Proctor’s spring Mountain Classroom program is underway with a recent trip down the Black Canyon just below the Hoover Dam. The group’s nine week adventure throughout the American Southwest, and eventually back to Andover, NH will be life changing for all involved. Read more from Cass ‘23 and Lily ‘23 in their first post of the term.
Coming to Mountain Classroom, I thought I had a pretty good idea of what to expect. A teacher-structured and led environment packed with camping, backpacking, river trips, community living and lots of writing. For the most part I was right, except for one thing, the amount of responsibility I, and my fellow Mountain mates, have. The experience we have is determined by us. The way we decide to lead each other, choose meals, and use our little personal time creates our own unique experience.
The job wheel, as well as the jobs on it, was no surprise, save for the Leader on Duty role (LOD). At first I expected the role to be a position of observation, shadowing Jeffrey and Janean as they led the group from before sunup to well after sundown. Even before it was my turn to be LOD, watching my classmates play that role made me realize that it is a position of true leadership. The job, thankfully, is not just one individual’s to bear, you get a co-leader to share the responsibility with. My partner and I’s first day as Leaders on Duty was a long one. We were tasked with completely packing up our riverside camp into canoes, leading the group miles downriver, scouting out two campsites, picking the best one, and setting up camp. At first it didn’t sound too hard, but in reality, it was a lot harder than I thought it would be. Janean and Jeffrey didn’t speak to my fellow LOD and me all day, testing our capabilities. The day was long, but my partner and I learned a ton about leadership, making a plan, changing that plan, being flexible, changing the new plan, navigating an insanely cool canyon river, and getting high-schoolers out of bed in the morning.
Food planning doesn’t sound too hard at first, but when you factor in things such as limited space, cooking equipment, the need for non-perishable(ish) food and prep time, the difficulty factor goes up a great bit and a lot of possible dishes come off the table. Each day there are two cooks, also assigned by the job wheel, and when food shopping you have to plan out and shop for the meals you and your cook partner will be preparing on the days where you will be the assigned cooks. There are no predetermined meals so it is up to you as to how imaginative you can be with the ingredients you will be able to put in your backpack or the trailer and cook in the backcountry hunched over a camp stove. You have to make it your own, edible, and maybe borderline enjoyable.
The key to having an experience that is as stress-free as possible is managing your precious free time well. Between hikes, walks, classes, activities, expedition preparations, traveling and sleeping, there isn’t much time to spare. There may be some time before breakfast, if you wake up early, or some time between activities and classes. Bus rides could be a good place to get work done but it’s hard not to look out the window at the gorgeous scenery we drive through constantly. When you’re in places as incredible as we are, it’s easy to just relax and say that you’ll do that assignment later, but having discipline in our few free moments is essential to avoid burning the midnight oil. This slightly less fun aspect of Mountain Classroom is one you have to manage well to make your own experience enjoyable.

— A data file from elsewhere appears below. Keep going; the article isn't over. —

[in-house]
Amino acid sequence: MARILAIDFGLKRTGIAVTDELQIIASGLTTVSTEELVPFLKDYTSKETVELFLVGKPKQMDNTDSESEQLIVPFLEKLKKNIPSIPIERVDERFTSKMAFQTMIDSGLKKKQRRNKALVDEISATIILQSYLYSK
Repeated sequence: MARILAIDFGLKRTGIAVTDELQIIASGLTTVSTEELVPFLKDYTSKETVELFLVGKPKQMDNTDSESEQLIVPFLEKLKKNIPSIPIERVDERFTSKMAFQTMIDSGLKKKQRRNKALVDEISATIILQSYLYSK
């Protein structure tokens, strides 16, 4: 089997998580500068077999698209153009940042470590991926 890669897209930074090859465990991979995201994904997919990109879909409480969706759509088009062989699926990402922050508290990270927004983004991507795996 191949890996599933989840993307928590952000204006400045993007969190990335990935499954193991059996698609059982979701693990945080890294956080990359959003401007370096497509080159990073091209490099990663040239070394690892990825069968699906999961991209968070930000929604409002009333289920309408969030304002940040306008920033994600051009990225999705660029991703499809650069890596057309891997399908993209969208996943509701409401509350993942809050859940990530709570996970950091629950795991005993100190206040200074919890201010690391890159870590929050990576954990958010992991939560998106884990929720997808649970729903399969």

We’re not that far into the term. There’s still a lot of places, journeys and adventures we have yet to explore, but one thing is clear: this is our own experience. We will get out of it what we put into it. The possibilities are endless.
Before coming on Mountain Classroom, it was all a mystery to me. I had no idea what I was getting myself into and feared what was coming my way, but I knew that this experience would be the coolest way to end my Proctor career. I had some sort of an idea of how our days would look. We would wake up in a tent, eat breakfast, do something adventurous, then cook dinner and go to bed. And sure, each day relates to that on some level but the adventures and feelings created are so much more special than I would have ever imagined. We work so hard every day and my favorite event of the day is how we end our nights.
After a long day of travel and excitement, we end every single night with evening meeting - a time of reflecting about our day and giving feedback to each other. We have a leader of each meeting and they get to write a journal entry about anything they want to read aloud, or do something different like writing a song and playing it on the ukulele to the group as I did last night! We talk about what people did during the day that we appreciate, which can create a very honest and kind circle where each individual feels very comfortable with each other. We eat dessert, and laugh. A lot.
Something that I love about our Mountain Classroom group is when we are all sitting in our circle, eating our Oreos and laughing so hard that we can’t breathe. Those are the moments that I know all the hard times we have each day are so worth it because it shows how we are all in this together.
Going on Mountain Classroom was definitely out of my comfort zone, but I know that adventures like this cannot be put to waste. We all know there will be hard times on Mountain, that is not a question. I just know the main thing that is helping us get through the hard times is reflecting at evening meeting each night, which creates some of the strongest bonds that people could ever have.
- Mountain Classroom
- Off-Campus Program